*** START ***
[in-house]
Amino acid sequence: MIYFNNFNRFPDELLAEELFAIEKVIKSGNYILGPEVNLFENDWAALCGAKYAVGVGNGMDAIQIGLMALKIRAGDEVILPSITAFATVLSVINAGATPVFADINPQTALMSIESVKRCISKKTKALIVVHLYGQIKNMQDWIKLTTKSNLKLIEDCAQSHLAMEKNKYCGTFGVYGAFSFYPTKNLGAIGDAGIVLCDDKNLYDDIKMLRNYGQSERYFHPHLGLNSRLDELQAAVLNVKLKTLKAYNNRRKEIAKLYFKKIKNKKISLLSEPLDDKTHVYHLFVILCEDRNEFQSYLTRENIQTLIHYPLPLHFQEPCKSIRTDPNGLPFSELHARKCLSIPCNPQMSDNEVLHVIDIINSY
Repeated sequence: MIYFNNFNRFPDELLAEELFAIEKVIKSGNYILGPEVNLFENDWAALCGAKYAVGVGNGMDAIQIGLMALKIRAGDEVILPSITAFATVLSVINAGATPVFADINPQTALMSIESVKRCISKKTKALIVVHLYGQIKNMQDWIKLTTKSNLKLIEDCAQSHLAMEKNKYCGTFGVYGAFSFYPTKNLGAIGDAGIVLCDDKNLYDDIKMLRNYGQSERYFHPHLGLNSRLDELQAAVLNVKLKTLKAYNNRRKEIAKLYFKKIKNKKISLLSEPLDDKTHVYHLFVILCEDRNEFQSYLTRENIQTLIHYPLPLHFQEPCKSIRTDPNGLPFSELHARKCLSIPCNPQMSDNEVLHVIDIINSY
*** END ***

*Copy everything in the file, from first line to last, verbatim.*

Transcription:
[in-house]
Amino acid sequence: MIYFNNFNRFPDELLAEELFAIEKVIKSGNYILGPEVNLFENDWAALCGAKYAVGVGNGMDAIQIGLMALKIRAGDEVILPSITAFATVLSVINAGATPVFADINPQTALMSIESVKRCISKKTKALIVVHLYGQIKNMQDWIKLTTKSNLKLIEDCAQSHLAMEKNKYCGTFGVYGAFSFYPTKNLGAIGDAGIVLCDDKNLYDDIKMLRNYGQSERYFHPHLGLNSRLDELQAAVLNVKLKTLKAYNNRRKEIAKLYFKKIKNKKISLLSEPLDDKTHVYHLFVILCEDRNEFQSYLTRENIQTLIHYPLPLHFQEPCKSIRTDPNGLPFSELHARKCLSIPCNPQMSDNEVLHVIDIINSY
Repeated sequence: MIYFNNFNRFPDELLAEELFAIEKVIKSGNYILGPEVNLFENDWAALCGAKYAVGVGNGMDAIQIGLMALKIRAGDEVILPSITAFATVLSVINAGATPVFADINPQTALMSIESVKRCISKKTKALIVVHLYGQIKNMQDWIKLTTKSNLKLIEDCAQSHLAMEKNKYCGTFGVYGAFSFYPTKNLGAIGDAGIVLCDDKNLYDDIKMLRNYGQSERYFHPHLGLNSRLDELQAAVLNVKLKTLKAYNNRRKEIAKLYFKKIKNKKISLLSEPLDDKTHVYHLFVILCEDRNEFQSYLTRENIQTLIHYPLPLHFQEPCKSIRTDPNGLPFSELHARKCLSIPCNPQMSDNEVLHVIDIINSY